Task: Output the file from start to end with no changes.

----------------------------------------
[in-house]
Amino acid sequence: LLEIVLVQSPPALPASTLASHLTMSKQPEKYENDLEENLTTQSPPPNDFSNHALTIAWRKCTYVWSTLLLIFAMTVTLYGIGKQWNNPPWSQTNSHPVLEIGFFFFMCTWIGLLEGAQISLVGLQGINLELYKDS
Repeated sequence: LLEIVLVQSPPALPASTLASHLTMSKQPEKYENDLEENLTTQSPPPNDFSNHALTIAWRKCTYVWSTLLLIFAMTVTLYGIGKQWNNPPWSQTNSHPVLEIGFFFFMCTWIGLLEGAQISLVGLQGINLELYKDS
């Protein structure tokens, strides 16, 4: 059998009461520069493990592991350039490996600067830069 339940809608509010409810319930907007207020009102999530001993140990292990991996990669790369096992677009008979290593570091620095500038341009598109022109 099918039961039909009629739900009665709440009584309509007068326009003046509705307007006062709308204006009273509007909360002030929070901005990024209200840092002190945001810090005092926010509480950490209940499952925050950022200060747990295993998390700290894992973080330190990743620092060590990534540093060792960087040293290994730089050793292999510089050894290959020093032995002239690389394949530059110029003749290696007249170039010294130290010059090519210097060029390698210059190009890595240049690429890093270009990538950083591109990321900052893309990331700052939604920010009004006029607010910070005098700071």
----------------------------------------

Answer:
[in-house]
Amino acid sequence: LLEIVLVQSPPALPASTLASHLTMSKQPEKYENDLEENLTTQSPPPNDFSNHALTIAWRKCTYVWSTLLLIFAMTVTLYGIGKQWNNPPWSQTNSHPVLEIGFFFFMCTWIGLLEGAQISLVGLQGINLELYKDS
Repeated sequence: LLEIVLVQSPPALPASTLASHLTMSKQPEKYENDLEENLTTQSPPPNDFSNHALTIAWRKCTYVWSTLLLIFAMTVTLYGIGKQWNNPPWSQTNSHPVLEIGFFFFMCTWIGLLEGAQISLVGLQGINLELYKDS
């Protein structure tokens, strides 16, 4: 059998009461520069493990592991350039490996600067830069 339940809608509010409810319930907007207020009102999530001993140990292990991996990669790369096992677009008979290593570091620095500038341009598109022109 099918039961039909009629739900009665709440009584309509007068326009003046509705307007006062709308204006009273509007909360002030929070901005990024209200840092002190945001810090005092926010509480950490209940499952925050950022200060747990295993998390700290894992973080330190990743620092060590990534540093060792960087040293290994730089050793292999510089050894290959020093032995002239690389394949530059110029003749290696007249170039010294130290010059090519210097060029390698210059190009890595240049690429890093270009990538950083591109990321900052893309990331700052939604920010009004006029607010910070005098700071």